Desmond Tutu says, “If I diminish you, I diminish myself.” In this powerful statement we are reminded of our interconnectedness and responsibility to humanize and extend mutual respect to one another. We are called to see each person as an image-bearer of God and beloved. This can be difficult when we disagree with one another. This is even more challenging when we perceive another’s beliefs to be oppressive to the other.
Miroslav Volf says, “The harder I pursue justice, the blinder I become to the injustice that I myself perpetuate.” Within our Generous Space communities, we desire to embody and move towards a justice that, as much as possible, cultivates shalom and flourishing for all.
We seek to create and nurture communities where multiple outcomes to the journey of integrating faith, gender, and sexuality are recognized, diversity is respected, and every individual can be encouraged to explore and grow in faith in Jesus Christ. We respect the autonomy of the individual to own their own faith journey even as we all share the call into community with other followers of Christ. This means that in our communities people encounter others who hold different beliefs about gender and sexual identity, who form relationships and build expressions of family that are different, and express their faith and spirituality differently. Such difference is seen not as a problem to fix, but as an incredible opportunity to grow in the fruits of the Spirit as we love, encourage, and support one another in following Jesus.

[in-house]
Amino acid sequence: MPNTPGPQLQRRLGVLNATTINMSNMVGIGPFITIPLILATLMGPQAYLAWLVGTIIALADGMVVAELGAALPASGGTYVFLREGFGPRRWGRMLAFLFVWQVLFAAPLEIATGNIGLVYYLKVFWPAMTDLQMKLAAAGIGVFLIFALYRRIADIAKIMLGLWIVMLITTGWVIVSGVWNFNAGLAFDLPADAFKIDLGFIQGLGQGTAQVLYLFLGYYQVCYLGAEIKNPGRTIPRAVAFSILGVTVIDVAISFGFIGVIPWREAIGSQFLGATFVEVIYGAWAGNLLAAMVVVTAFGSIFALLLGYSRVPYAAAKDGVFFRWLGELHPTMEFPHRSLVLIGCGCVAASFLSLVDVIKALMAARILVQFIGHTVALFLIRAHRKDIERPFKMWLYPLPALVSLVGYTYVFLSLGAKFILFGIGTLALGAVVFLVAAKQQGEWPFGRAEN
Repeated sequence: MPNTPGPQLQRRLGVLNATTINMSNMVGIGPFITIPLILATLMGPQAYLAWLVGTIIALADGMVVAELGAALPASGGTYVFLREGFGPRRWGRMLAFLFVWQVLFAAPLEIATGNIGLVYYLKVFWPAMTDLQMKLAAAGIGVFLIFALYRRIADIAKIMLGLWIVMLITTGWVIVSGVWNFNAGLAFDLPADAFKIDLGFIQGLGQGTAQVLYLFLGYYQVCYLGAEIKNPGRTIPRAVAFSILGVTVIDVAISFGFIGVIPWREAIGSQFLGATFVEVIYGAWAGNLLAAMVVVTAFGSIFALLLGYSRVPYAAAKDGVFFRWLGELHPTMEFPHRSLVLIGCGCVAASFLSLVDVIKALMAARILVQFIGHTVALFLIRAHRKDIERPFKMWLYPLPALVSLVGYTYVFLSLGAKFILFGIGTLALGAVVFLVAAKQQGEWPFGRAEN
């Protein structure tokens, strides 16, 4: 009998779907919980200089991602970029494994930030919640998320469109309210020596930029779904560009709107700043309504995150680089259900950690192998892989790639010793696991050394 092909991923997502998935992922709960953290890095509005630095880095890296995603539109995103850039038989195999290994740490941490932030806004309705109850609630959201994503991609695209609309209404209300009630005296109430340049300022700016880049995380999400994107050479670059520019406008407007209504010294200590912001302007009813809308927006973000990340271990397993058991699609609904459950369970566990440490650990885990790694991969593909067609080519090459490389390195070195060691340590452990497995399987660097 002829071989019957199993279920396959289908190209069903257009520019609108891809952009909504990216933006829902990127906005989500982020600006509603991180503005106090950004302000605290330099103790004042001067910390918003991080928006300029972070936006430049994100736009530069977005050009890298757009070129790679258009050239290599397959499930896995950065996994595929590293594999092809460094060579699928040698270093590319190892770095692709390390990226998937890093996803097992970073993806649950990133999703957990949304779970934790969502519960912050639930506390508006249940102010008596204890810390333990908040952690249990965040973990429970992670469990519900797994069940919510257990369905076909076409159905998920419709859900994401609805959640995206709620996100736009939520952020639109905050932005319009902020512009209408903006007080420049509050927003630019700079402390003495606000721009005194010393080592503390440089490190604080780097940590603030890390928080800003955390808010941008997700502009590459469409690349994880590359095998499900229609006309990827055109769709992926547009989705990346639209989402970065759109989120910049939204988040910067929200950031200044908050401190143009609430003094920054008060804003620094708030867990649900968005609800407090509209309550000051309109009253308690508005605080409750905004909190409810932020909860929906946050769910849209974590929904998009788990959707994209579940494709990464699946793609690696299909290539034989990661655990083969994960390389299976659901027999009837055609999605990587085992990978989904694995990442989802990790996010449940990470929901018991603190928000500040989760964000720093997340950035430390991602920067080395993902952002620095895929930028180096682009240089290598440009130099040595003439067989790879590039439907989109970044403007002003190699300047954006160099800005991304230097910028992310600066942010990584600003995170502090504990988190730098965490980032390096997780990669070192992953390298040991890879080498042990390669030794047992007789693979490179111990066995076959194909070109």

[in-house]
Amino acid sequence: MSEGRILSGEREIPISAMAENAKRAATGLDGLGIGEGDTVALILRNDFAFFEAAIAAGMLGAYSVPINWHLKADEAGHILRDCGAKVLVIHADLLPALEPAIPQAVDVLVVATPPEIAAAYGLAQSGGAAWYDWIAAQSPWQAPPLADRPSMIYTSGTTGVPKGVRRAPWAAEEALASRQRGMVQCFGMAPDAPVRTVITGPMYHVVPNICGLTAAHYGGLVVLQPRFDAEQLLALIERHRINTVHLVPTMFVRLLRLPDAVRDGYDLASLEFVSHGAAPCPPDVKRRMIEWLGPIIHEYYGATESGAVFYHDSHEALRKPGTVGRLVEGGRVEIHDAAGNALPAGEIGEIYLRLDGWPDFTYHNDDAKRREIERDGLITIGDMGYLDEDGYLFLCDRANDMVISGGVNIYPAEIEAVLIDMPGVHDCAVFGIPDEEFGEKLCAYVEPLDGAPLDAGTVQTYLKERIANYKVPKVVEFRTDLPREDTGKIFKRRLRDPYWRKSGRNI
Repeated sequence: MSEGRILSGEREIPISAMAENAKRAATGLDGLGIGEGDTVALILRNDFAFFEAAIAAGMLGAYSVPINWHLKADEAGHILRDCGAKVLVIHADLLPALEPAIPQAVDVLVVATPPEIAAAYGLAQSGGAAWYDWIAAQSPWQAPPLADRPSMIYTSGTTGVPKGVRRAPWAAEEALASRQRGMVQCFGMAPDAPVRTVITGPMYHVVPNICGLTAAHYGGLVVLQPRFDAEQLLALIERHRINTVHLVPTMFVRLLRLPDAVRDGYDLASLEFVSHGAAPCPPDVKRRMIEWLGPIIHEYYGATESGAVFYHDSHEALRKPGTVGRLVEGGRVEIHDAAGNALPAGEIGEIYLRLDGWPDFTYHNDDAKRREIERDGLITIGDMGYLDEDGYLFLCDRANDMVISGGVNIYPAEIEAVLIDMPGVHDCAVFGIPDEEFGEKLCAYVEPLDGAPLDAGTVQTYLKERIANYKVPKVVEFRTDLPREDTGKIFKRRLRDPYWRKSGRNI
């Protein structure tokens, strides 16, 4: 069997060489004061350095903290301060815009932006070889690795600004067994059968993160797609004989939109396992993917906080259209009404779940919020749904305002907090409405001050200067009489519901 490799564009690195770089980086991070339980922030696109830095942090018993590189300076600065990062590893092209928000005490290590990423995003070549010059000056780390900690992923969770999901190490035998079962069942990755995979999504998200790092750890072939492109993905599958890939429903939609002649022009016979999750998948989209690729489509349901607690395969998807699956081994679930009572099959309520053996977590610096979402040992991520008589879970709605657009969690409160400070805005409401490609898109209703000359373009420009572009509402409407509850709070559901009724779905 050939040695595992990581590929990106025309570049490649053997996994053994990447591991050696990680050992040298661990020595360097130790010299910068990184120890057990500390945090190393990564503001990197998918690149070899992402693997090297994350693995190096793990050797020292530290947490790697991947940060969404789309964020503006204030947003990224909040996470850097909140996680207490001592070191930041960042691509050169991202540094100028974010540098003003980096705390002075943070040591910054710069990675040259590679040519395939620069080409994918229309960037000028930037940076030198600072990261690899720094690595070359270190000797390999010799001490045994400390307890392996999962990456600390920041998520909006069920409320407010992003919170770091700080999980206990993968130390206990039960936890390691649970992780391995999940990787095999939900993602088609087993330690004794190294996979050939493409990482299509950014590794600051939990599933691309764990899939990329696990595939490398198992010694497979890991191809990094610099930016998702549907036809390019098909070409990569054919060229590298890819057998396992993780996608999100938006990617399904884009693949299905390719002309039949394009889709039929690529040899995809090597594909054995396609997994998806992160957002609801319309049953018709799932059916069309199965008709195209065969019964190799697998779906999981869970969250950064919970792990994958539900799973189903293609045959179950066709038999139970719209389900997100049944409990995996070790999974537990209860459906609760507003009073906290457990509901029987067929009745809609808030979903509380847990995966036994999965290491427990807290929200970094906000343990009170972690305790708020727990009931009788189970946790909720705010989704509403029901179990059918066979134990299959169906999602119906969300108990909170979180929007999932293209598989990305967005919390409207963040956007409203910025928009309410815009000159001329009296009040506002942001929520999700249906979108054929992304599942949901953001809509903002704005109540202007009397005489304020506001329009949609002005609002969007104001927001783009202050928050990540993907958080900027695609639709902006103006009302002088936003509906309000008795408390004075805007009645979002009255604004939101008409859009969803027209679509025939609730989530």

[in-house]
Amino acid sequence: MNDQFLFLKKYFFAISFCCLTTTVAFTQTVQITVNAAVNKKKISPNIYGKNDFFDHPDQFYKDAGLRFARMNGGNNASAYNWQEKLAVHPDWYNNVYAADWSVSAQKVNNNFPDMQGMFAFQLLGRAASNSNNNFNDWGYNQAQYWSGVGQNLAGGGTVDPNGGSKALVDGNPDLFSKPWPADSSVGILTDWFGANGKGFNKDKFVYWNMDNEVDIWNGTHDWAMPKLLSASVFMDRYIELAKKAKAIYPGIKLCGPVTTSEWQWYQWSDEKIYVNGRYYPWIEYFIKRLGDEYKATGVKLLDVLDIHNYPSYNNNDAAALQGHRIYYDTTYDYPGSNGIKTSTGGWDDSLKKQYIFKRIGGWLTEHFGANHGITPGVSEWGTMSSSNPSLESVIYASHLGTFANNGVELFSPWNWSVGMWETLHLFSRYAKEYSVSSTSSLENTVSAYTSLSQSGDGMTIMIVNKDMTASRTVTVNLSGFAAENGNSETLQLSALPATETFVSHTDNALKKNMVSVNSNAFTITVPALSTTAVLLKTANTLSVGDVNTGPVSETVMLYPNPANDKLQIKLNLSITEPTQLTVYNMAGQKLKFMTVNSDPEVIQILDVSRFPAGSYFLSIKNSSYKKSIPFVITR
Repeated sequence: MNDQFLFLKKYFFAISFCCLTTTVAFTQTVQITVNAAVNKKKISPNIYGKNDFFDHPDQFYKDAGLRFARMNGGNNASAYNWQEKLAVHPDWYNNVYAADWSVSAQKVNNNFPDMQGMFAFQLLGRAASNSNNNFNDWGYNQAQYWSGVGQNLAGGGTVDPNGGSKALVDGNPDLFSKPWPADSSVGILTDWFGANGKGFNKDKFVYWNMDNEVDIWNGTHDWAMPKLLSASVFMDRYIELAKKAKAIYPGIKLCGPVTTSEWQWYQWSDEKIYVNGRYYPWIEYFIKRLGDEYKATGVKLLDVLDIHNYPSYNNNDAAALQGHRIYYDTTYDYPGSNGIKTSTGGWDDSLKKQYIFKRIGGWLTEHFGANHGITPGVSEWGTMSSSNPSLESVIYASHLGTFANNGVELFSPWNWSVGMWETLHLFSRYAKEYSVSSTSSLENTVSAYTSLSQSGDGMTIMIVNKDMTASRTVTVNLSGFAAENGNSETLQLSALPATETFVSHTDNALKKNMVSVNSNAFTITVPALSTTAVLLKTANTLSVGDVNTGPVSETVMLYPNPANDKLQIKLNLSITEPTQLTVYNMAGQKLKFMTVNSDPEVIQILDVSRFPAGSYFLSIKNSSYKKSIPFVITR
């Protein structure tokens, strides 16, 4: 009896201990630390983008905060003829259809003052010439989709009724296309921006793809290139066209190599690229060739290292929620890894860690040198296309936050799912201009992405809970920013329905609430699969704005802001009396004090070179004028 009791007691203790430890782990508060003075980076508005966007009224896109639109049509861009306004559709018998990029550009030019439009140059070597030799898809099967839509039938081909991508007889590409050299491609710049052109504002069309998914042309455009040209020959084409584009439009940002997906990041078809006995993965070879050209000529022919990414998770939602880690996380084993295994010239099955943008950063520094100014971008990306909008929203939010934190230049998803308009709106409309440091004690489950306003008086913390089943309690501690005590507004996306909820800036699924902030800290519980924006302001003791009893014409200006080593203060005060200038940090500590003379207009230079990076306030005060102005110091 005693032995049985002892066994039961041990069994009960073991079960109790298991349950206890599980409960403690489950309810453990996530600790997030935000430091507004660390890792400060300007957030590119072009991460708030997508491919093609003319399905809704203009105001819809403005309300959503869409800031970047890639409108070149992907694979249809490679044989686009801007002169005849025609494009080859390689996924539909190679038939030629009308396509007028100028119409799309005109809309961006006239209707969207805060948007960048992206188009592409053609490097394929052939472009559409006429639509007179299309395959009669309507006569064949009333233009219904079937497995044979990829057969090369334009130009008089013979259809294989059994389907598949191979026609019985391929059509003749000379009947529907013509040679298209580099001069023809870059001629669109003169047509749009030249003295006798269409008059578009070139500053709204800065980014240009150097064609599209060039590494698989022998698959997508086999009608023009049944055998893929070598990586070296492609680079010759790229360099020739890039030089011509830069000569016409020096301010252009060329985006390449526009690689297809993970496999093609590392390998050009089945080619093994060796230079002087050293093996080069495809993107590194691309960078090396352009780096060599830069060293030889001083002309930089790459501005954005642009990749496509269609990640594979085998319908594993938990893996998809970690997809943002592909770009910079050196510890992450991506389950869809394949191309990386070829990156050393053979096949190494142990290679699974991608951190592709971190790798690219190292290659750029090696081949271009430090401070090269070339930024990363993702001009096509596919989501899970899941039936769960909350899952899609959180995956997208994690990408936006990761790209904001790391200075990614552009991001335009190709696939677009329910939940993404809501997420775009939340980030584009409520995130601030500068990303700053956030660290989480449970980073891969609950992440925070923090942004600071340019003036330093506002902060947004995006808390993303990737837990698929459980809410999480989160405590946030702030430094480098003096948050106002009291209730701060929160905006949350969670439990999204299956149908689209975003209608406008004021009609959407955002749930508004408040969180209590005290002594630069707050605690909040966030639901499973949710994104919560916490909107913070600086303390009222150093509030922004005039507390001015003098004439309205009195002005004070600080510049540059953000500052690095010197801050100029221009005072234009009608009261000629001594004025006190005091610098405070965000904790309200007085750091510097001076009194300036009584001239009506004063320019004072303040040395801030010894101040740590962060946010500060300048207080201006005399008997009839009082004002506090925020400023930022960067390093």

Topics of gender and sexuality can be incredibly politically charged. The sense of urgency that energizes activism in this arena is compelling. Lives are at stake!
In the midst of the often polarized debates, we believe God has called us to focus on the pastoral care of people impacted by questions of gender and sexual identity. Such pastoral care advocates for justice for those under threat and on the margins – both locally and globally. No one should need to fear exclusion, violence, or oppression in their community because of their gender expression or experience of sexual identity.
People don’t often fit into nice neat boxes. Churches don’t often fit the boxes we try to create for them either. Each person navigating questions of gender or sexuality is unique. Each faith community seeking to engage in conversation on these matters has a unique history, makeup, skill-set, and capacity.
If we are to be respectful of such journeys, we need to take the time to build relationships and hear personal stories. We connect with individuals and communities within their own unique context.
We are focused on encouraging people in their walk with Christ. Our priority is to foster space where faith can be explored and deepened.
Sadly, we continue to encounter people from Christian backgrounds who carry heavy burdens of shame and fear. We encourage the dismantling of such barriers that prevent our flourishing as children of God.
We emphasize in our expressions of community that we are the Beloved of God! In the security of our belovedness we can cultivate non-anxious engagement in spiritual practices of prayer, worship, and service.
New Direction has been around since 1985 and a LOT has changed since then. Like no other time in history, the Christian community is engaging important questions about the inclusion of LGBTQ+ people. Today there are many leading voices in these conversations and different organizations doing good work. We’re convinced that God blesses those who work together.
We particularly value our relationships with: